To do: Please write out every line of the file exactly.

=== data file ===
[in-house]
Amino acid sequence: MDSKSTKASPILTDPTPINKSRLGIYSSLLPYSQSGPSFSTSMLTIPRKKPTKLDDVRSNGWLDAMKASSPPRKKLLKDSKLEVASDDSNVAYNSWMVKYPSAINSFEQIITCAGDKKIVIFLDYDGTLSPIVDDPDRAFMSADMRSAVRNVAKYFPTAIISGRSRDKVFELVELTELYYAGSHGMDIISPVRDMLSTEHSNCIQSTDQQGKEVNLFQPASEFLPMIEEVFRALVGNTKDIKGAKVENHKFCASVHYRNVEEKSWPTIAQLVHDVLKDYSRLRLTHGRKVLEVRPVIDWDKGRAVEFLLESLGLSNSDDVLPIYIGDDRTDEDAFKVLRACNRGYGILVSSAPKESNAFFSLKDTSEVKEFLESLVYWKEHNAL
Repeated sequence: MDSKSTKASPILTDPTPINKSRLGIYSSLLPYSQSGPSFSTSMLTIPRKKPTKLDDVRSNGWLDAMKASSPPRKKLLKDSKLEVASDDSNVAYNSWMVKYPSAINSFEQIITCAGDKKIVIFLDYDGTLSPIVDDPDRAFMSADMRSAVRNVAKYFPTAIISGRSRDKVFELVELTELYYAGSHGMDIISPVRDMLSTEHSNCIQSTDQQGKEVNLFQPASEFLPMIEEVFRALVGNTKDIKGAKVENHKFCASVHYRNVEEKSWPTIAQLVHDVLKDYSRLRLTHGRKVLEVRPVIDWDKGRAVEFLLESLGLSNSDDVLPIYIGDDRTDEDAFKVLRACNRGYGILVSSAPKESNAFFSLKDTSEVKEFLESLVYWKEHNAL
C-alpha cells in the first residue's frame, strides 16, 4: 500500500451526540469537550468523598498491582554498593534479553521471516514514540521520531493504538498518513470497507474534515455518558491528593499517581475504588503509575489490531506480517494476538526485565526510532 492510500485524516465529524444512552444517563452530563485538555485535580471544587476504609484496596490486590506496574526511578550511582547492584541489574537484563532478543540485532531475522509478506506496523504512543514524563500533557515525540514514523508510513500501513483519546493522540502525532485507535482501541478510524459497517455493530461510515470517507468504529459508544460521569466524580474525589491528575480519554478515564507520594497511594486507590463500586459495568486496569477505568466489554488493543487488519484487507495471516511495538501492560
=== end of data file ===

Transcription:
[in-house]
Amino acid sequence: MDSKSTKASPILTDPTPINKSRLGIYSSLLPYSQSGPSFSTSMLTIPRKKPTKLDDVRSNGWLDAMKASSPPRKKLLKDSKLEVASDDSNVAYNSWMVKYPSAINSFEQIITCAGDKKIVIFLDYDGTLSPIVDDPDRAFMSADMRSAVRNVAKYFPTAIISGRSRDKVFELVELTELYYAGSHGMDIISPVRDMLSTEHSNCIQSTDQQGKEVNLFQPASEFLPMIEEVFRALVGNTKDIKGAKVENHKFCASVHYRNVEEKSWPTIAQLVHDVLKDYSRLRLTHGRKVLEVRPVIDWDKGRAVEFLLESLGLSNSDDVLPIYIGDDRTDEDAFKVLRACNRGYGILVSSAPKESNAFFSLKDTSEVKEFLESLVYWKEHNAL
Repeated sequence: MDSKSTKASPILTDPTPINKSRLGIYSSLLPYSQSGPSFSTSMLTIPRKKPTKLDDVRSNGWLDAMKASSPPRKKLLKDSKLEVASDDSNVAYNSWMVKYPSAINSFEQIITCAGDKKIVIFLDYDGTLSPIVDDPDRAFMSADMRSAVRNVAKYFPTAIISGRSRDKVFELVELTELYYAGSHGMDIISPVRDMLSTEHSNCIQSTDQQGKEVNLFQPASEFLPMIEEVFRALVGNTKDIKGAKVENHKFCASVHYRNVEEKSWPTIAQLVHDVLKDYSRLRLTHGRKVLEVRPVIDWDKGRAVEFLLESLGLSNSDDVLPIYIGDDRTDEDAFKVLRACNRGYGILVSSAPKESNAFFSLKDTSEVKEFLESLVYWKEHNAL
C-alpha cells in the first residue's frame, strides 16, 4: 500500500451526540469537550468523598498491582554498593534479553521471516514514540521520531493504538498518513470497507474534515455518558491528593499517581475504588503509575489490531506480517494476538526485565526510532 492510500485524516465529524444512552444517563452530563485538555485535580471544587476504609484496596490486590506496574526511578550511582547492584541489574537484563532478543540485532531475522509478506506496523504512543514524563500533557515525540514514523508510513500501513483519546493522540502525532485507535482501541478510524459497517455493530461510515470517507468504529459508544460521569466524580474525589491528575480519554478515564507520594497511594486507590463500586459495568486496569477505568466489554488493543487488519484487507495471516511495538501492560